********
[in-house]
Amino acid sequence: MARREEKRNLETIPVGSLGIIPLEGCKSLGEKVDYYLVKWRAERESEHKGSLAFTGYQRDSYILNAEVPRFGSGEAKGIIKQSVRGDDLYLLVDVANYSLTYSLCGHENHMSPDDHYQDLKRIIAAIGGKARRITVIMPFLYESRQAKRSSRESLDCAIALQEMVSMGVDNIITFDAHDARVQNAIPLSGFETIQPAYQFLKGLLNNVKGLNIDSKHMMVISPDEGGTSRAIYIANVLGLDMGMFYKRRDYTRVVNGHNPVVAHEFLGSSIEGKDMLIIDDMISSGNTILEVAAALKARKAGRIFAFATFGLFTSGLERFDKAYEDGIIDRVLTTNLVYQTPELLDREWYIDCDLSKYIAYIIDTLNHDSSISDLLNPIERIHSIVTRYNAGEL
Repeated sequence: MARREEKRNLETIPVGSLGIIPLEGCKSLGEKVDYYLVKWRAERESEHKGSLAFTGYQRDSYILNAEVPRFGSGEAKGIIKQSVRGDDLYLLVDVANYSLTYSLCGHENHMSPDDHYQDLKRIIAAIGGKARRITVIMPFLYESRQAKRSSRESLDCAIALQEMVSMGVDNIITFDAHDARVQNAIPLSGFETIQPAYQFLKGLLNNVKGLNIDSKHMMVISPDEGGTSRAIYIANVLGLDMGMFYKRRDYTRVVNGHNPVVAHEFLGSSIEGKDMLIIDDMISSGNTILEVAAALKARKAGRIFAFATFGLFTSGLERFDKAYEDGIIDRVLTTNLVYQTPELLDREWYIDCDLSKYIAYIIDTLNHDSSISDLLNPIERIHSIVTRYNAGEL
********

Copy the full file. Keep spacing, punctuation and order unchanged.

[in-house]
Amino acid sequence: MARREEKRNLETIPVGSLGIIPLEGCKSLGEKVDYYLVKWRAERESEHKGSLAFTGYQRDSYILNAEVPRFGSGEAKGIIKQSVRGDDLYLLVDVANYSLTYSLCGHENHMSPDDHYQDLKRIIAAIGGKARRITVIMPFLYESRQAKRSSRESLDCAIALQEMVSMGVDNIITFDAHDARVQNAIPLSGFETIQPAYQFLKGLLNNVKGLNIDSKHMMVISPDEGGTSRAIYIANVLGLDMGMFYKRRDYTRVVNGHNPVVAHEFLGSSIEGKDMLIIDDMISSGNTILEVAAALKARKAGRIFAFATFGLFTSGLERFDKAYEDGIIDRVLTTNLVYQTPELLDREWYIDCDLSKYIAYIIDTLNHDSSISDLLNPIERIHSIVTRYNAGEL
Repeated sequence: MARREEKRNLETIPVGSLGIIPLEGCKSLGEKVDYYLVKWRAERESEHKGSLAFTGYQRDSYILNAEVPRFGSGEAKGIIKQSVRGDDLYLLVDVANYSLTYSLCGHENHMSPDDHYQDLKRIIAAIGGKARRITVIMPFLYESRQAKRSSRESLDCAIALQEMVSMGVDNIITFDAHDARVQNAIPLSGFETIQPAYQFLKGLLNNVKGLNIDSKHMMVISPDEGGTSRAIYIANVLGLDMGMFYKRRDYTRVVNGHNPVVAHEFLGSSIEGKDMLIIDDMISSGNTILEVAAALKARKAGRIFAFATFGLFTSGLERFDKAYEDGIIDRVLTTNLVYQTPELLDREWYIDCDLSKYIAYIIDTLNHDSSISDLLNPIERIHSIVTRYNAGEL